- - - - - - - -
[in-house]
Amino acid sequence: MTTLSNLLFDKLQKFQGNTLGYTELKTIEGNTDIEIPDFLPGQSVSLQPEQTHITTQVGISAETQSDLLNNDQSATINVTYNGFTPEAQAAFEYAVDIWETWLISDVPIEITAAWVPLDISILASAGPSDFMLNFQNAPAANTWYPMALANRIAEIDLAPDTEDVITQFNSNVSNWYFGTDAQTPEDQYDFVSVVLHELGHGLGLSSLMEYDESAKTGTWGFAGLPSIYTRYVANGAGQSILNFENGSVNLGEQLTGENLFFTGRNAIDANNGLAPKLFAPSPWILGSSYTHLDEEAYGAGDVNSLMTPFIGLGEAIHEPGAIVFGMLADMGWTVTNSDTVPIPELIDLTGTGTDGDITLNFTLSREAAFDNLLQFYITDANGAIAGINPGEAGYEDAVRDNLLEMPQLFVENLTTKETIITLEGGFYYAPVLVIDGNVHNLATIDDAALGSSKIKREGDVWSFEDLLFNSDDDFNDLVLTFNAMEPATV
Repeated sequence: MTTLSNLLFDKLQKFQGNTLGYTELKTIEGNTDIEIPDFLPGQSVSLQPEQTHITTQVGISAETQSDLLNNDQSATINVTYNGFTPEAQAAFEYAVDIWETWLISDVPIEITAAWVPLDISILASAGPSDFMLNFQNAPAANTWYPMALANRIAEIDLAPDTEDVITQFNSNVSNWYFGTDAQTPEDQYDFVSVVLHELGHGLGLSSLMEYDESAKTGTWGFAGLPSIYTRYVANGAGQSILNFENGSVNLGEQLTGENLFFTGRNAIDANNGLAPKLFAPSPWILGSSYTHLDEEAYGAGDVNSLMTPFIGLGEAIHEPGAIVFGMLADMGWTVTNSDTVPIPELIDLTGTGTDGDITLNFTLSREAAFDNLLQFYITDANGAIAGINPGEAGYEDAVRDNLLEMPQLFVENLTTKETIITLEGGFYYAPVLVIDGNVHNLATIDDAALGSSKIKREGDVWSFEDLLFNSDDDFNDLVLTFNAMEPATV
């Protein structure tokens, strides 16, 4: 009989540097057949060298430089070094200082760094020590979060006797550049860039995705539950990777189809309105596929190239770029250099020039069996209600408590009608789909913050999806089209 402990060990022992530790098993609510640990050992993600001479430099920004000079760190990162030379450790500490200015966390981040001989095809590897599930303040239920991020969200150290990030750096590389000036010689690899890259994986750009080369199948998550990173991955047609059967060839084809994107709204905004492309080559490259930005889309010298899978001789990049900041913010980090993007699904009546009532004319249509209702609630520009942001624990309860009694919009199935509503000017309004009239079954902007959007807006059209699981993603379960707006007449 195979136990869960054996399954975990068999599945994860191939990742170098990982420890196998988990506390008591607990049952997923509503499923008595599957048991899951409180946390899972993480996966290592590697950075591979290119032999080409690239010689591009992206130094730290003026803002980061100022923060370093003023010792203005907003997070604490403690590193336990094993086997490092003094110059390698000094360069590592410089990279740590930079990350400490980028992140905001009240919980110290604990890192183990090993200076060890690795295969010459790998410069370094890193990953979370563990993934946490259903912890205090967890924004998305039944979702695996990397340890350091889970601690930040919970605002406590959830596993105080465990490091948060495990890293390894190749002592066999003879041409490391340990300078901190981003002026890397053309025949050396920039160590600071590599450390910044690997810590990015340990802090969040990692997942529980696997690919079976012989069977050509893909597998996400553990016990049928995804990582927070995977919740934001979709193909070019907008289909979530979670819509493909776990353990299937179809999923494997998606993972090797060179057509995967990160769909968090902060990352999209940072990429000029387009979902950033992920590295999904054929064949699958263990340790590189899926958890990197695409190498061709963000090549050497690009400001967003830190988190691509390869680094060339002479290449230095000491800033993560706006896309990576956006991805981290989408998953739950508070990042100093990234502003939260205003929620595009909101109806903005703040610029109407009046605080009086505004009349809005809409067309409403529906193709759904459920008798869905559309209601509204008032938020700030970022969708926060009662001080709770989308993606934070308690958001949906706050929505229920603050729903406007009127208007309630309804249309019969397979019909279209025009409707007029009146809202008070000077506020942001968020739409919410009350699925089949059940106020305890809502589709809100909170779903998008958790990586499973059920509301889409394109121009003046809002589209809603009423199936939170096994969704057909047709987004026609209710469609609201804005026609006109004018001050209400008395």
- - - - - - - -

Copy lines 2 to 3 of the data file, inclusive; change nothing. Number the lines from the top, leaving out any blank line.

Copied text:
Amino acid sequence: MTTLSNLLFDKLQKFQGNTLGYTELKTIEGNTDIEIPDFLPGQSVSLQPEQTHITTQVGISAETQSDLLNNDQSATINVTYNGFTPEAQAAFEYAVDIWETWLISDVPIEITAAWVPLDISILASAGPSDFMLNFQNAPAANTWYPMALANRIAEIDLAPDTEDVITQFNSNVSNWYFGTDAQTPEDQYDFVSVVLHELGHGLGLSSLMEYDESAKTGTWGFAGLPSIYTRYVANGAGQSILNFENGSVNLGEQLTGENLFFTGRNAIDANNGLAPKLFAPSPWILGSSYTHLDEEAYGAGDVNSLMTPFIGLGEAIHEPGAIVFGMLADMGWTVTNSDTVPIPELIDLTGTGTDGDITLNFTLSREAAFDNLLQFYITDANGAIAGINPGEAGYEDAVRDNLLEMPQLFVENLTTKETIITLEGGFYYAPVLVIDGNVHNLATIDDAALGSSKIKREGDVWSFEDLLFNSDDDFNDLVLTFNAMEPATV
Repeated sequence: MTTLSNLLFDKLQKFQGNTLGYTELKTIEGNTDIEIPDFLPGQSVSLQPEQTHITTQVGISAETQSDLLNNDQSATINVTYNGFTPEAQAAFEYAVDIWETWLISDVPIEITAAWVPLDISILASAGPSDFMLNFQNAPAANTWYPMALANRIAEIDLAPDTEDVITQFNSNVSNWYFGTDAQTPEDQYDFVSVVLHELGHGLGLSSLMEYDESAKTGTWGFAGLPSIYTRYVANGAGQSILNFENGSVNLGEQLTGENLFFTGRNAIDANNGLAPKLFAPSPWILGSSYTHLDEEAYGAGDVNSLMTPFIGLGEAIHEPGAIVFGMLADMGWTVTNSDTVPIPELIDLTGTGTDGDITLNFTLSREAAFDNLLQFYITDANGAIAGINPGEAGYEDAVRDNLLEMPQLFVENLTTKETIITLEGGFYYAPVLVIDGNVHNLATIDDAALGSSKIKREGDVWSFEDLLFNSDDDFNDLVLTFNAMEPATV